Russia’s newest and largest nuclear icebreaker Arktika will begin sea trials on December 12, announced the constructing shipyard Baltiysky Zavod. The vessel represents the first in a series of five new icebreakers to be commissioned over the next few years. The vessel’s sister ships Sibir and Ural have also been launched, with a yet-to-be-named fourth and fifth vessel ordered in August 2019.
Sea trials will be conducted in the Gulf of Finland and will test the icebreaker’s propulsion system, communication and navigation equipment, and deck installations. Commissioning is expected for April 2020 at which point Rosatomflot, the country’s operator of all nuclear icebreakers, will take possession. The ship will operate in the Barents, Pechora and Kara Seas, as well as in shallow waters of the Yenisei estuary and Ob Bay.
“It is with the ships of this series of new-generation of icebreakers that we associate hope with the development of the Northern Sea Route. This is a fundamentally new ship,” explained Deputy Prime Minister Yury Borisov during the launch ceremony earlier this year.
Renewing the icebreaker fleet
The renewal of Russia’s aging icebreaker fleet is integral to the country’s goal to further expand shipping activity along the Northern Sea Route. Shipping traffic has grown ten-fold over the past decade expected to reach around 30 million tons in 2019. In recent weeks, the country’s Ministry for the Development of the Far East announced plans for a state-run liner service followed by news that Rosatomflot aims to launch container servicehttps://www.highnorthnews.com/en/rosatom-invest-7bn-arctic-shipping-compete-suez-canal between Europe and Asia as early as next year.
This new generation of icebreakers, referred to as Type LK-60Ya, represents the largest and most powerful icebreakers ever constructed and will replace the aging icebreakers of the original Arktika-class, of which only two Yamal and 50 Let Pobedy remain in service.
The icebreakers employ a variable draft design permitting them to operate in the deeper waters of the Arctic Ocean, but also in shallow coastal areas and rivers. The nuclear-turbo-electric propulsion generates more than 81,000 horsepower – nearly twice as much as the planned new U.S. icebreaker – enabling them to break through up to three meters of ice and travel on most of the NSR year round.
Overcoming delays and technical challenges
Russia launched the Aktika-class project in 2013 and originally expected to commission the first icebreaker by 2017. However technical challenges, including with the construction of a domestically-built steam turbine, resulted in a three-year delay. Sibir, the second vessel of the Arktika-class, scheduled for commissioning in 2021, underwent mooring trials last month during which the ship’s electrical system and main propulsion are tested for the first time while the ship is moored. The third vessel, Ural was launched earlier this year and should follow suit in 2022.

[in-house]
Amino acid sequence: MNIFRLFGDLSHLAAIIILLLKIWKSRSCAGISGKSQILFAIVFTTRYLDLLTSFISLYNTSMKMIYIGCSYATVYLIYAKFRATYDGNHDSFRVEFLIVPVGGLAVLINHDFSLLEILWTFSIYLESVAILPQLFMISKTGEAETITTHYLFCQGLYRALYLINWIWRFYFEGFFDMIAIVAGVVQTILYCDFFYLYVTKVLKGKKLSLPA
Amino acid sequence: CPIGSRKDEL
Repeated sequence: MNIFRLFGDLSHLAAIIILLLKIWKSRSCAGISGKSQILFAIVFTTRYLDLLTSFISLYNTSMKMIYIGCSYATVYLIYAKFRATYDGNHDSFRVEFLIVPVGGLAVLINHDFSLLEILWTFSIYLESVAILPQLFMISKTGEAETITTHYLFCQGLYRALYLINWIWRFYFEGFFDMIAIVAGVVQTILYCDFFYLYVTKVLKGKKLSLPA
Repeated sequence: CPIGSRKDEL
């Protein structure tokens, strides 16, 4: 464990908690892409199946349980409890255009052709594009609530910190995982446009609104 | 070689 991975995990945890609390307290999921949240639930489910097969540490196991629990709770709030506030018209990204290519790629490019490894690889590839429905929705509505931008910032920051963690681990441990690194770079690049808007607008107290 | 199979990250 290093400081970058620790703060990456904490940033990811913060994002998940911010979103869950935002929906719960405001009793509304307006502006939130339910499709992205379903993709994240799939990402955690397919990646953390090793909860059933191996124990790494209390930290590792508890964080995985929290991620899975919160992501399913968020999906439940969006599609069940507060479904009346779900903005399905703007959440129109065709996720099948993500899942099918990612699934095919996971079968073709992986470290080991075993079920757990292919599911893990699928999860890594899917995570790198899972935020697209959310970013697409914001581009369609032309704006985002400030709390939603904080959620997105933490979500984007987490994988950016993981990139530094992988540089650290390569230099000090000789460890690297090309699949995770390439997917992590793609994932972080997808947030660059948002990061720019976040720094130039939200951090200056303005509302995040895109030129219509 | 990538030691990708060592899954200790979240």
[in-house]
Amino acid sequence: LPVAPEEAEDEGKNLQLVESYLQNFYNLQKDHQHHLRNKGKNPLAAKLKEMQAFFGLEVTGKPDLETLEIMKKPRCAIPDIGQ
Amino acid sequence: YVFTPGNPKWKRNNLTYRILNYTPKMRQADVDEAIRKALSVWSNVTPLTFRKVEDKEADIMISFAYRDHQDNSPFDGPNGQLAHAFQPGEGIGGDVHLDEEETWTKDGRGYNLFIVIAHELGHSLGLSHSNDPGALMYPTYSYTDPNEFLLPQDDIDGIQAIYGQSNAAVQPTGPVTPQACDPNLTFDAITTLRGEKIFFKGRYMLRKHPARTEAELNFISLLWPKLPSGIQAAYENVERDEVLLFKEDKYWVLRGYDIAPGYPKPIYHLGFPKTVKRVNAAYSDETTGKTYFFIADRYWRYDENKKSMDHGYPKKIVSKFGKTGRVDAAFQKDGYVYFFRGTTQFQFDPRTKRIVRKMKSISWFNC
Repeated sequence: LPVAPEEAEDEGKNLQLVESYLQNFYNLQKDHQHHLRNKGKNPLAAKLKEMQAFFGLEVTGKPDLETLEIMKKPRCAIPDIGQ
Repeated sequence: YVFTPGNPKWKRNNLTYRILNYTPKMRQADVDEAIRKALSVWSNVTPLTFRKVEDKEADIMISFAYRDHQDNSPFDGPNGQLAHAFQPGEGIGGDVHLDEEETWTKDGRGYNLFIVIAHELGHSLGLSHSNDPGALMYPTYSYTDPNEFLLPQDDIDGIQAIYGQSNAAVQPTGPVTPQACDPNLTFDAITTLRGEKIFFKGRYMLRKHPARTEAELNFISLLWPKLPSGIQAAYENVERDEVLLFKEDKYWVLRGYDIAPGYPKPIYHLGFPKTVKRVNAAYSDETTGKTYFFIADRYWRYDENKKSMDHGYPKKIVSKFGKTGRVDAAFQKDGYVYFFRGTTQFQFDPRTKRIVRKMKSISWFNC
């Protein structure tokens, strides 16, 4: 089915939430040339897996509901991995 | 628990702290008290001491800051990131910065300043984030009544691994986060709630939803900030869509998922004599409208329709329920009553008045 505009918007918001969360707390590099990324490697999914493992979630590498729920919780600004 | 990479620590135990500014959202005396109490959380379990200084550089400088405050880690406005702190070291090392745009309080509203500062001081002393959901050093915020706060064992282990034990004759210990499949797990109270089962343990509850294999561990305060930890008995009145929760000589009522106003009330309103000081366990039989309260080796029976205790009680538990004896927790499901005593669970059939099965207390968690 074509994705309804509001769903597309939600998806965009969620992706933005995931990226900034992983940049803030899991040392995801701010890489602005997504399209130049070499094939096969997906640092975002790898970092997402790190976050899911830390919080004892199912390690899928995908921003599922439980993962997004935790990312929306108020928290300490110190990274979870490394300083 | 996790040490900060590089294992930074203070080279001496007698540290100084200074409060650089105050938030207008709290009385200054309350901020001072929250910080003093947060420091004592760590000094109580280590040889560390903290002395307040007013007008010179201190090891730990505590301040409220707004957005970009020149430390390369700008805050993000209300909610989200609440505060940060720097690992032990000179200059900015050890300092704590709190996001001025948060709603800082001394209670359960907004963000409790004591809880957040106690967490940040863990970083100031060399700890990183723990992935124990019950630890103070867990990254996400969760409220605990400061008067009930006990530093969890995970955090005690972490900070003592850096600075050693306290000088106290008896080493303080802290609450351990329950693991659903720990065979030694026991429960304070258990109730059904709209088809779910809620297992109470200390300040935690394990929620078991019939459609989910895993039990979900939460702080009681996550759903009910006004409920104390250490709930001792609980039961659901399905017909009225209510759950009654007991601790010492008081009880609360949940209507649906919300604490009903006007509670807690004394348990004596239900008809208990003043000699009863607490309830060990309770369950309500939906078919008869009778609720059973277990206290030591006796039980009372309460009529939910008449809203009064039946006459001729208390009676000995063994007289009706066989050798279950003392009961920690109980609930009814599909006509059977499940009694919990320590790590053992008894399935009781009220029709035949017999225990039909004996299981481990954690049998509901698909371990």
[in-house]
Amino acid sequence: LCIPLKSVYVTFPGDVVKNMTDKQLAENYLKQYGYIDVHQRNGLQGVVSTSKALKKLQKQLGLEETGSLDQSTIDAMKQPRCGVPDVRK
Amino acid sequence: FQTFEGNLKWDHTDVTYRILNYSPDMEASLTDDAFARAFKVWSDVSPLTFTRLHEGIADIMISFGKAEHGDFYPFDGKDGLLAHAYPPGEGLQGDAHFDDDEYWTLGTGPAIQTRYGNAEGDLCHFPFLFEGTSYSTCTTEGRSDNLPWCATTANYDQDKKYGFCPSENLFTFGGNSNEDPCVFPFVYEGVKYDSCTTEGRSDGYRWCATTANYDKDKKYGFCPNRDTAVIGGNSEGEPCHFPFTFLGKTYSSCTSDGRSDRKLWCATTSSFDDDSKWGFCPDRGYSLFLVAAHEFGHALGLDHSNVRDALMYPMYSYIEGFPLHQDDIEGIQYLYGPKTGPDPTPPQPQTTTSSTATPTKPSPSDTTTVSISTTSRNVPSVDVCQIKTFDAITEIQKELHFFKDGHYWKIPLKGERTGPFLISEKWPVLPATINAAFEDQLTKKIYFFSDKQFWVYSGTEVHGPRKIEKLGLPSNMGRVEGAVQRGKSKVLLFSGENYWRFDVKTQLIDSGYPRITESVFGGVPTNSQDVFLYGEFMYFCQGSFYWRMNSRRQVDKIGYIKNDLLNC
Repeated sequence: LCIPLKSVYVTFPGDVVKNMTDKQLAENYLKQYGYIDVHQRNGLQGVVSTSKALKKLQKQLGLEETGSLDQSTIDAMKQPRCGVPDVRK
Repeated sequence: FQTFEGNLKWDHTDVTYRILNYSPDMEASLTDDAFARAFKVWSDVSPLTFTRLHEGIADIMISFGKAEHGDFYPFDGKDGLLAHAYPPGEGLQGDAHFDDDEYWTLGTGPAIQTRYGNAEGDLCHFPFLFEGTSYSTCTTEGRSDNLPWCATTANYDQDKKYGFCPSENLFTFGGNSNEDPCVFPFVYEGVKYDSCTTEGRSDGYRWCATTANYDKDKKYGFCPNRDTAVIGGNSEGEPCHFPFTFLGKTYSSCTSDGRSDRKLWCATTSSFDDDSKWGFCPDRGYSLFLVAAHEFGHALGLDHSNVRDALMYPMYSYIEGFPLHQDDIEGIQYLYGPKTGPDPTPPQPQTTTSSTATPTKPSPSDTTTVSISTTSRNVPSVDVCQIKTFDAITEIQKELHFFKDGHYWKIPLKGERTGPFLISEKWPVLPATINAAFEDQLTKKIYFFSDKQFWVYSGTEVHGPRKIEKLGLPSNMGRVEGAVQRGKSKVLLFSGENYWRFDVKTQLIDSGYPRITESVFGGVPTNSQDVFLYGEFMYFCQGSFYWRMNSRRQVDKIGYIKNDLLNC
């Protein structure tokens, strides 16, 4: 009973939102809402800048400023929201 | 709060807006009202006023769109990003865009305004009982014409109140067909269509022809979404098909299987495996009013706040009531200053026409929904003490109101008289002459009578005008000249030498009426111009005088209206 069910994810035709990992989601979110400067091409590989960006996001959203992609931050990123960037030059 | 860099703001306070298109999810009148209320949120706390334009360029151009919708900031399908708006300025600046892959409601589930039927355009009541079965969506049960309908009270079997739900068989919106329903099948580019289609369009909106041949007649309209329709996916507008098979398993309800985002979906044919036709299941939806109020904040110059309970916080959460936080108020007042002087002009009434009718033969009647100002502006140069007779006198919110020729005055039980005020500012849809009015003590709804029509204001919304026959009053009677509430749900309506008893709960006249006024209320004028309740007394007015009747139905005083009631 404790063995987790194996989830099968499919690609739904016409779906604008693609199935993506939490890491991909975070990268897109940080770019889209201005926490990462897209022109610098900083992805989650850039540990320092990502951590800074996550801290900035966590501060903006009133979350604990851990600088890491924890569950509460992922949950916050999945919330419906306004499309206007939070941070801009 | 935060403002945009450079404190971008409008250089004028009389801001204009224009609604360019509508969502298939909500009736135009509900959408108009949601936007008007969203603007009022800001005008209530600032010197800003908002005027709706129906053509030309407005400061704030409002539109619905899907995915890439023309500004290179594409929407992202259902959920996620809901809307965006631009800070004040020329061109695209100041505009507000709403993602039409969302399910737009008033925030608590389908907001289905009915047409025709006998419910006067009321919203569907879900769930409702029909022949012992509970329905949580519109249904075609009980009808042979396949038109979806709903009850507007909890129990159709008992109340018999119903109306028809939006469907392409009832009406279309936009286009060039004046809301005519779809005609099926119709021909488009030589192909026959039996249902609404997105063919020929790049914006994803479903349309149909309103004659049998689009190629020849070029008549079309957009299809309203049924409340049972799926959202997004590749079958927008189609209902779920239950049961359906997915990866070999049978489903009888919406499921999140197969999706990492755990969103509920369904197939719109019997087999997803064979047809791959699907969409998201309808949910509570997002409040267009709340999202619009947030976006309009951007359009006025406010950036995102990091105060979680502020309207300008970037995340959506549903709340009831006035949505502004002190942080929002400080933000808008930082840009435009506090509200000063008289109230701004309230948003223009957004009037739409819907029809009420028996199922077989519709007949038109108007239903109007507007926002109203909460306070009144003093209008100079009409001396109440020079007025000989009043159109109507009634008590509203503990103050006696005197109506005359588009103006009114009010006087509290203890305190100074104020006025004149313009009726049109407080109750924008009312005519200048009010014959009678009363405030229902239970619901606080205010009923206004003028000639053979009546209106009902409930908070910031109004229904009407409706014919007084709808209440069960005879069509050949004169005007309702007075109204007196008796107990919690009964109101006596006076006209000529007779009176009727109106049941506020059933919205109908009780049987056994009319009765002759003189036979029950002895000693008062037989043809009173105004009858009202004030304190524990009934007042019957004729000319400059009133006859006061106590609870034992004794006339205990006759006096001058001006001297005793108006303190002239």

Keeping the NSR open year-round
With five LK-60Ya icebreakers, Rosatomflot will be able to maintain open shipping lanes and escort vessels along the NSR for the majority of the year. With the assistance of these icebreakers large stretches of the route will be accessible even during the winter months, except for part of the East Siberian Sea where difficult ice conditions frequently persist. For this purpose the state company has for a number of years considered commissioning an even larger class of icebreakers, the LK-100Ya, which would be able to ensure year-round navigation.
An investment decision for up to three icebreakers of this type is expected for the coming years. In a recent presentation Rosatomflot laid out details about how nuclear icebreakers would be positioned along the route, with the five LK-60ya operating in the western and far eastern parts of the route, while the LK-100Ya would cover the central section.
Only for commercial use?
Aside from Rosatomflot’s unarmed nuclear icebreakers, Russia has also invested in armed conventional icebreakers for its military forces. In 2017 the Russian Navy commissioned the Ilya Muromets (Project 21180), its first icebreaker in almost 40 years. With a displacement of more than 6,000 tons it is the largest icebreaker ever built for the Navy.
Even larger icebreaking Arctic patrol ships (Project 23550) are currently under construction. The first vessel, the Ivan Papanin, was laid down in 2016 and launched in October 2019. The vessel’s armament includes cruise missiles and their size and capabilities are similar to Norway’s Svalbard-class.
Icebreakers, both those focused on commercial operations and those built for patrolling territorial waters and exclusive economic zone, are key to Russia’s interests in the Arctic. Rob Huebert associate professor at the University of Calgary and a senior research fellow with the Centre for Military and Strategic Studies explains that "icebreaker give them the capability to do what they want and how these assets are used really depends on what the political leadership wants to do with them. They will have much expanded capability, and the choice on how to use them remains with them."